- Remove the bagels from the refrigerator and gently drop them into the water, boiling only as many as comfortably fit (they should float within 10 seconds). After 1 minute flip them over and boil for another minute. If you like very chewy bagels, you can extend the boiling to 2 minutes per side. While the bagels are boiling, sprinkle the same parchment-lined sheet pans with cornmeal or semolina flour. (If you decide to replace the paper, be sure to spray the new paper lightly with spray oil to prevent the bagels from sticking to the surface.) If you want to top the bagels, do so as soon as they come out of the water. You can use any of the suggestions in the ingredients list or a combination.
- When all the bagels have been boiled, place the pans on the 2 middle shelves in the oven. Bake for approximately 5 minutes, then rotate the pans, switching shelves and giving the pans a 180-degree rotation. (If you are baking only 1 pan, keep it on the center shelf but still rotate 180 degrees.) After the rotation, lower the oven setting to 450 degrees F and continue baking for about 5 minutes, or until the bagels turn light golden brown. You may bake them darker if you prefer.
- Remove the pans from the oven and let the bagels cool on a rack for 15 minutes or longer before serving.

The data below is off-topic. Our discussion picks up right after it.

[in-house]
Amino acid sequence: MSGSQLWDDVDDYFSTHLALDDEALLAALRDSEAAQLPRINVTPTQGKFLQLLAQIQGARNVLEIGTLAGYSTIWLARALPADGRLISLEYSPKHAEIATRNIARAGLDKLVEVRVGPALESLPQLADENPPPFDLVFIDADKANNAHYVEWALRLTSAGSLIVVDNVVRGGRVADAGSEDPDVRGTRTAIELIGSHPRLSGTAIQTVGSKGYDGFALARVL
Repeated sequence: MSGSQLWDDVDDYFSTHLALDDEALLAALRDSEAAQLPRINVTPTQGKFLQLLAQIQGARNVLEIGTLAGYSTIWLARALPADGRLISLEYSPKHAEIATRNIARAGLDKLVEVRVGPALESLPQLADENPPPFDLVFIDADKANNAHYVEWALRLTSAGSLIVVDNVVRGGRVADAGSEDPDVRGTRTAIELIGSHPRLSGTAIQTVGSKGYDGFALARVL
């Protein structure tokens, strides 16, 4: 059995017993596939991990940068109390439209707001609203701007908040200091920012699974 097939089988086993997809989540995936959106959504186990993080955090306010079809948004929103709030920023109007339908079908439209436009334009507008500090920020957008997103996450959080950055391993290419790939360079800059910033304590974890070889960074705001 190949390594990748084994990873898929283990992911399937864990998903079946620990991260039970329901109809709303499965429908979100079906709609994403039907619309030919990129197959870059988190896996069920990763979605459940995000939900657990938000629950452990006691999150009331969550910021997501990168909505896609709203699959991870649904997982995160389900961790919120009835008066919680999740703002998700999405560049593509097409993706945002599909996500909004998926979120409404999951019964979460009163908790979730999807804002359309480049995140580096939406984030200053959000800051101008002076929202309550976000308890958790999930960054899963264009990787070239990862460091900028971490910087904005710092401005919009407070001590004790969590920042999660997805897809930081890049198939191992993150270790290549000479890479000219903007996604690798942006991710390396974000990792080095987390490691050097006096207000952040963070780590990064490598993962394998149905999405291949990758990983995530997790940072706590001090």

Recipe from Peter Reinhart via Smitten Kitchen.
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My first ever job was working at a Mrs. Fields bakery called La Petite Boulangerie while I was in high school. During the summer and on weekends, I would arrive at the bakery at 6:30 in the morning (can you believe they trusted a 16-year-old with keys to the place?) and along with the baker, prepare all the muffins, cookies, and breads for sale. The last thing out of the oven was always the cinnamon rolls and sticky buns, and the smell of cinnamon would permeate the bakery for hours.
On the rare occasion we didn’t sell out of these goodies, I’d bring them home to my family and we’d microwave them before gobbling them up. And every so often, I’d put one aside in the morning and my dad would stop by the bakery for a sticky bun fresh out of the oven. They quickly became one of his favorite treats. So, when I found this recipe I bookmarked it and knew I had to bake them the next time I was at my parents’ house, and I’m so glad I did. The buns are soft and flavorful, and the sticky sauce is the perfect combination of maple and cinnamon. In fact, you may even be tempted to eat it by the spoonful.
Photos of the long yet not difficult process here.
1 large egg yolk
1 c. whole milk (I used lowfat)
1 tsp. pure vanilla extract
Zest of 1 orange (I omitted this)
2 1/2 to 2 3/4 c. all-purpose flour
2 Tbsp. unsalted butter, softened
2 1/4 tsp. (1 package) active dry yeast
1 1/2 tsp. kosher salt
1/4 c. sugar
Sticky Sauce Ingredients
1/2 lb. (2 sticks) unsalted butter
3/4 c. firmly packed light brown sugar
1/2 c. pure maple syrup
1 1/2 tsp. ground cinnamon
1 large egg
2 Tbsp. whole milk or heavy cream (I used low fat milk)
1 Tbsp. plus 1 1/2 tsp. freshly ground cinnamon
1/2 c. sugar
1 c. whole natural almonds, lightly toasted and coarsely chopped (I used walnuts and put them in the pan with the sticky sauce at the beginning)